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Why the state GOP's voter ID bill is a costly and unnecessary misstep 


Republicans introduced a voter ID bill last week in the state House of Representatives, with Rep. Ric Killian of Charlotte as a primary sponsor. The bill requires poll workers to ask voters for a photo ID. Those without a photo ID would have to cast a provisional ballot and sign an affidavit affirming their identity, under threat of a felony arrest for giving false information. The bill shifts the issuance of voter photo IDs to local boards of election (rather than work within the DMV's current photo ID program); takes money from funds meant to assist disabled voters, and is so under-funded, it is likely to both fail to adequately educate voters on the new voting requirements and shift most of the expense of providing new voter IDs to the various counties. Opponents of the bill, however, say the primary problem is that the bill is designed to solve a problem — widespread voter fraud — that, considering available documented facts, is nearly nonexistent.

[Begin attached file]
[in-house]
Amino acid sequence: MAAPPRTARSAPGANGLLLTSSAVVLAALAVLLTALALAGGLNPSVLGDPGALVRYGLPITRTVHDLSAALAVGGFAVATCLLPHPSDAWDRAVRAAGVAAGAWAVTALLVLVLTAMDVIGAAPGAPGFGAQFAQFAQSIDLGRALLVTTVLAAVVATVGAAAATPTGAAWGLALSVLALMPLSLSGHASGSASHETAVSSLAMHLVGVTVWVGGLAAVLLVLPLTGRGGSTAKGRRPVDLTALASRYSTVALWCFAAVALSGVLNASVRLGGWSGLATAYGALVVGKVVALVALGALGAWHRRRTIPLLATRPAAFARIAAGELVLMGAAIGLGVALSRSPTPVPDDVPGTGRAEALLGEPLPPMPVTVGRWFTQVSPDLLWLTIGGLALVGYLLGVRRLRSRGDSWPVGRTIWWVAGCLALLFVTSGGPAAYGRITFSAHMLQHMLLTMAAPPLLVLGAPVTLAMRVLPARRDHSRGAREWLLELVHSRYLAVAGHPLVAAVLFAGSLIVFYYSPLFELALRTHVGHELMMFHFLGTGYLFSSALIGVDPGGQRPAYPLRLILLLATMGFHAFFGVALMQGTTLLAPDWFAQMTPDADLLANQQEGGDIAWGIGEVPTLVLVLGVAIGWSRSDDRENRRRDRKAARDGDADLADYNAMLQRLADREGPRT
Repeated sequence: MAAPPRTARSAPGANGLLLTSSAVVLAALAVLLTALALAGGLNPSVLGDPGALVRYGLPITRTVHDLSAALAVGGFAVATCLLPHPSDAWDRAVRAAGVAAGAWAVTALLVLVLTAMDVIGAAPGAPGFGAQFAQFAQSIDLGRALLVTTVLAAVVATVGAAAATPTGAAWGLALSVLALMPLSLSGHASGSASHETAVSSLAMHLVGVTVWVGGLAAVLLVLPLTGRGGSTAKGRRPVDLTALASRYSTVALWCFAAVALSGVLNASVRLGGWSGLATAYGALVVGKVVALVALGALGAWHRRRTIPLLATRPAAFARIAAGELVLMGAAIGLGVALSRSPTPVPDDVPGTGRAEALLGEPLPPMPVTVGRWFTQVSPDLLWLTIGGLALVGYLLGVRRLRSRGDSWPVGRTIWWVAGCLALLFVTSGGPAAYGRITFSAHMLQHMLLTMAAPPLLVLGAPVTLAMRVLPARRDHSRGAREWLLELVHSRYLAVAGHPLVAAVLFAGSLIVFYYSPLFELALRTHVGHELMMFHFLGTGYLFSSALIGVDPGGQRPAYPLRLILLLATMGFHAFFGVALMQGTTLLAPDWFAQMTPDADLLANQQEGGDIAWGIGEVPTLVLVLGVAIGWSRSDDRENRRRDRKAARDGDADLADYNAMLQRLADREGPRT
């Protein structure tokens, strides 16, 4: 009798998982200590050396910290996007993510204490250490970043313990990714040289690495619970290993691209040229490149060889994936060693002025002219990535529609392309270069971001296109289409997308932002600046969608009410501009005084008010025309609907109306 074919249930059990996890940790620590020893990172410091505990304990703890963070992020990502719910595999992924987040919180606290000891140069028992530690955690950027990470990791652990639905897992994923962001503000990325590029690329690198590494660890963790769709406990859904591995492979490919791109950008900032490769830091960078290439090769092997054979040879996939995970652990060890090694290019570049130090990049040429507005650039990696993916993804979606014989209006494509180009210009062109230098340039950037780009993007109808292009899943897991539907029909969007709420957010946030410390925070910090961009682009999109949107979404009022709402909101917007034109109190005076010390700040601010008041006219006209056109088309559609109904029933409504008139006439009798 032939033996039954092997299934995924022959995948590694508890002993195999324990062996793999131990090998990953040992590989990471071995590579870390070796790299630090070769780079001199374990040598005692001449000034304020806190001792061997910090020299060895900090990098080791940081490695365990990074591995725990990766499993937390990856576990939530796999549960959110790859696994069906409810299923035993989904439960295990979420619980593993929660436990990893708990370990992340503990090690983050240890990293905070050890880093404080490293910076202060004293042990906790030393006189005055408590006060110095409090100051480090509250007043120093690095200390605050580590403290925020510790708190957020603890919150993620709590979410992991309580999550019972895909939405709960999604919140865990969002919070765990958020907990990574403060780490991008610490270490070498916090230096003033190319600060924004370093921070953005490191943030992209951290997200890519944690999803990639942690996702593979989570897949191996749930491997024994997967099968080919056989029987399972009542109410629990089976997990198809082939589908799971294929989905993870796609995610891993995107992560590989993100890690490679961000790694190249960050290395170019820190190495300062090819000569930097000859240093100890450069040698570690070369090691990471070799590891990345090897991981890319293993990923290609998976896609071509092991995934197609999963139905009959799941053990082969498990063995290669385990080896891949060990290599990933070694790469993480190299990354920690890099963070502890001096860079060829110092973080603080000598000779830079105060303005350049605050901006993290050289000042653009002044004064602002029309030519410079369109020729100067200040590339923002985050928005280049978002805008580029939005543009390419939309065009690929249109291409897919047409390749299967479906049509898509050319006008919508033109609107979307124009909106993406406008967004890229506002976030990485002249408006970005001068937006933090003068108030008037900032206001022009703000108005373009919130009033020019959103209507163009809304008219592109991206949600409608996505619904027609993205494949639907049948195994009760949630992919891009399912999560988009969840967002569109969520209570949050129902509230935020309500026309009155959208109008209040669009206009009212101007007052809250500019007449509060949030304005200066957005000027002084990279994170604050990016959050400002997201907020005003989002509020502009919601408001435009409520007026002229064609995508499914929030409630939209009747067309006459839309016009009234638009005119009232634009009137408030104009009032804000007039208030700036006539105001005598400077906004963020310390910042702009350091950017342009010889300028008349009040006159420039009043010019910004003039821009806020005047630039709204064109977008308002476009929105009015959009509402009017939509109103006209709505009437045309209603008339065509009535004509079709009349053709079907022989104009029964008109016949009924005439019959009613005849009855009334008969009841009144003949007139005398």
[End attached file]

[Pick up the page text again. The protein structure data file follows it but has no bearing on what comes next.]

It is an article of faith among Republicans nationwide that voter fraud is a rampant problem. Hard evidence for their belief, in terms of follow-up investigations that found actual voter fraud, shows a minuscule problem at worst. Rep. Killian, however, is totally convinced. Killian recently told an Observer reporter, "I have heard many, many stories about voter fraud," echoing similar reports of rumored voter fraud from other GOP House members.